Current Exhibition:
April 9 – June 8
Japanese Bamboo Design

30 works by Contemporary Artists

9-14 April 2019

Have you ever spent three hours visiting an exhibition and then felt the need to see it all over again? This is what happened to me when I went to see “Fendre l’Air. Art du bambou au Japon” (Paris, Musée du Quai Branly, 27 November 2018 – 7 April 2019). Each step was a new discovery, each exhibit a new emotion… (see my review on the website).

It is as a result of that visit that I decided to organize – after “Japanese Weaving: the Art of Bamboo” of 2016 – this second exhibition on bamboo with works by the most important contemporary Japanese artists, some of them having taken part in the Paris exhibition as well.

The thirty works on display bear witness to the two trends currently present in this art: one revisiting in a modern key the ancient forms of tradition (ikebana baskets and tea ceremony), the other expressing itself through abstract and sometimes daring forms: sculptures living on the opposition between empty and full provided by the weave of this extraordinary material.

The exhibition, organized in association with the Mingei Gallery in Paris on the occasion of the Salone del Mobile (Furniture Exhibition) in Milan, is open in its complete form from 9 to 14 April and will then continue in a reduced form until 30 May.

Opening hours 9-14 April: every day including Sunday 11.00 – 19.00
15 April-30 May: 11.00-13.00 / 15-19, closed on Sundays and Monday mornings.

Renzo Freschi

Matsumoto Hafu (1952)

“Hanakago Noshidake Kaki”
2016 – 18 by 58 by 30 cm

The wide bamboo strips used by Hafu require a long and painstaking preparation to make them so flexible that they can be woven into a permanent shape. The particularly twisted weave of several works becomes in this case intrinsically simple in its perfection, like the powerful brush stroke in a Zen painting.

Tanabe Chikuunsai II (1910-2000)

“Tsubo-gata tetsuki hanakago”
(flower container with a jar-shaped handle)
1944-55 – 28 by 29 by 29 cm

The Tanabe family is one of the oldest and most important for the art of bamboo in Japan. Successive generations have searched for new techniques and forms of expression, but always sticking to an uncompromising stylistic accuracy, as in this flower container in which the oval of the vase is inscribed in the perfect circle of the handle.

Nakatomi Hajime (1974)

“Frill 06”
2018 – 30.5 by 39 by 32,5 cm

Nakatomi, a pupil of the great master Shoryu Honda, made of lightness the main object of his search. Even in his most complicated shapes, as in this aerial “frill”, the lines resemble the crossing flight patterns of dragonflies.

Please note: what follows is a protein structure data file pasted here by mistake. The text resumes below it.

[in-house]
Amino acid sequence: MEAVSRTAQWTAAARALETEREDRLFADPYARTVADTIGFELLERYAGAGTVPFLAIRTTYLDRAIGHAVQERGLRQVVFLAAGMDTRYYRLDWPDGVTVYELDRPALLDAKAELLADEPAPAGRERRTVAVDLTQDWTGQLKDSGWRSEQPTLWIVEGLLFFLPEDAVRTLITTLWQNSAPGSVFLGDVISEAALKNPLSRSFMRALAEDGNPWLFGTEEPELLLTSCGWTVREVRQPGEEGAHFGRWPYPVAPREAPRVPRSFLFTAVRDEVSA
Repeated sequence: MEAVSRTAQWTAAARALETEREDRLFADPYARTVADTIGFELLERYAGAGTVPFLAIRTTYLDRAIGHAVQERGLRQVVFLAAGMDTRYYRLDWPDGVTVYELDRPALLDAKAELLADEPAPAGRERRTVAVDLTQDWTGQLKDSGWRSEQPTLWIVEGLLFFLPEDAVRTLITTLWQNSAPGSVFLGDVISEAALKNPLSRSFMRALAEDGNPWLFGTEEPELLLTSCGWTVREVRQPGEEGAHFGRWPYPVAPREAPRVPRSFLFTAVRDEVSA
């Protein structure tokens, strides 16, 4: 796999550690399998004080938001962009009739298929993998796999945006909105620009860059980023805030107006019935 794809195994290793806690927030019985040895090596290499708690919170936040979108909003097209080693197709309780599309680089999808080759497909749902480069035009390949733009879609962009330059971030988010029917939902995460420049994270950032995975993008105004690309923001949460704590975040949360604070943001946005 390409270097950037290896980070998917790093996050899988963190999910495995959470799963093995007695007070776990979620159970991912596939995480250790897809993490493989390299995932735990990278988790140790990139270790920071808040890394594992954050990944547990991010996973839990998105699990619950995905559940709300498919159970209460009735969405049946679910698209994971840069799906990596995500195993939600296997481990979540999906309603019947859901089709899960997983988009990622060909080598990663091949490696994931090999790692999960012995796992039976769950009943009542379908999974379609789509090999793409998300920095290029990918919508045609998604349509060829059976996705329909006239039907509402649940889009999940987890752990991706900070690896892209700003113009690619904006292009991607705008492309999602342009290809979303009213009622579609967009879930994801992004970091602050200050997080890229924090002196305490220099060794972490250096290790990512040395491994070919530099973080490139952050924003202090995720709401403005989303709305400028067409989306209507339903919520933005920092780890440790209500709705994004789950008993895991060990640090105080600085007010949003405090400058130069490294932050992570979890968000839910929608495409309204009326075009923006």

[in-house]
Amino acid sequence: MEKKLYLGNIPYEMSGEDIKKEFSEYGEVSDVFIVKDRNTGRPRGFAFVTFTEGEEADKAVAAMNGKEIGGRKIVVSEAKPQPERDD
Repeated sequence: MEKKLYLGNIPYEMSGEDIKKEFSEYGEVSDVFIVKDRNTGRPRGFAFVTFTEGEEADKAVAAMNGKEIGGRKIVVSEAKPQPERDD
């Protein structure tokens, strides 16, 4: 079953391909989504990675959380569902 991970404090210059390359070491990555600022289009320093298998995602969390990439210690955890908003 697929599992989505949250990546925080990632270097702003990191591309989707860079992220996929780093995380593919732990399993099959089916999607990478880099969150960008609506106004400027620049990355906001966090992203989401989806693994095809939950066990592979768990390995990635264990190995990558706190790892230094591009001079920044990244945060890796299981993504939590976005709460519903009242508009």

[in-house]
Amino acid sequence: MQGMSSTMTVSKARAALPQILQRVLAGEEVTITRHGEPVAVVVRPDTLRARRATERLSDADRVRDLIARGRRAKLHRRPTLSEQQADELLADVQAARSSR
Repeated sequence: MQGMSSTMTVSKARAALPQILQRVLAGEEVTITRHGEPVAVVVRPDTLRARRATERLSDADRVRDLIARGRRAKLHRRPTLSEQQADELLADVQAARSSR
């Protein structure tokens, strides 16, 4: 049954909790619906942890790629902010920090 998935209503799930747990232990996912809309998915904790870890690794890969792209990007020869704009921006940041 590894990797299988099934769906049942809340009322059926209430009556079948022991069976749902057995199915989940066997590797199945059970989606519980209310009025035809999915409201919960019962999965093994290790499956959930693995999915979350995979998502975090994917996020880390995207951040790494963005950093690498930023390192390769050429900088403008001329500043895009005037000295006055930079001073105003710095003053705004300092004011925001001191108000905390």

Tanabe Chikuunsai IV (1973)

“Seiin” (the sound of a star)
2018 – 40 by 24 by 24 cm

Tanabe Chikuunsai IV belongs to the fourth generation of a family who always worked with bamboo. Chikuunsai IV is one of the most innovative and eclectic contemporary artists. His work ranges from very light computer-designed works made with sophisticated techniques to large and sometimes huge installations, like the one made in 2016 inside the Musée National d’Art Asiatique Guimet in Paris.

Tanabe Chikuunsai IV (1973)

“Disappear II”
2018 – 60 by 25 by 25 cm

Tanabe Chikuunsai IV belongs to the fourth generation of a family who always worked with bamboo. Chikuunsai IV is one of the most innovative and eclectic contemporary artists. His work ranges from very light computer-designed works made with sophisticated techniques to large and sometimes huge installations, like the one made in 2016 inside the Musée National d’Art Asiatique Guimet in Paris.

Tanabe Chikuunsai IV (1973)

“Sozotoshi” (creative city)
2018 – 56 by 28 by 17 cm

Tanabe Chikuunsai IV belongs to the fourth generation of a family who always worked with bamboo. Chikuunsai IV is one of the most innovative and eclectic contemporary artists. His work ranges from very light computer-designed works made with sophisticated techniques to large and sometimes huge installations, like the one made in 2016 inside the Musée National d’Art Asiatique Guimet in Paris.

Yonezawa Jiro (1956)

“Twist”
2016 – 80 by 10 by 8 cm

Yonezawa is an international artist who lived and worked for several years in the United States before going back to Japan. The material is modelled in a tubular shape twisted in an endless spiral reminiscent of M.C. Escher’s “impossible” works.

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Jin Morigami (1974)

“Small Person III”
2014 – 38 by 47 by 35 cm

Morigami uses thin bamboo strips to create abstract forms that can be hung, overturned or placed on their sides so that they seem always different and may suggest different interpretations. Could this not be a meditating Buddha?

Nagakura Ken’ichi (1952-2018)

“Hito Kyoku” (woman with soft forms)
2016 – 41 by 17 by 17 cm

Nagakura was one of the greatest innovators, he invented and put together different materials like no-one ever did before. Is this sculpture an acephalous walking woman or a bottle in a woman’s shape? What does the open neck suggest?

This is the unsolvable mystery of hollow and solid forms! We are left with the soft and sensual forms of a work that seems to move within reality but also on a conceptual plane.

Renzo Freschi - asian art
Renzo Freschi
info@renzofreschi.com
2 Comments
  • Avatar
    J. Di Sabatino
    Posted at 14:46h, 31 March Reply

    What a beautiful website! Congratulations on the “new look.” The Japanese Weaving exhibit from a few years ago was one of my favorite. I look forward to seeing this new one!

  • Avatar
    Thomas
    Posted at 05:04h, 04 May Reply

    They are so beautiful

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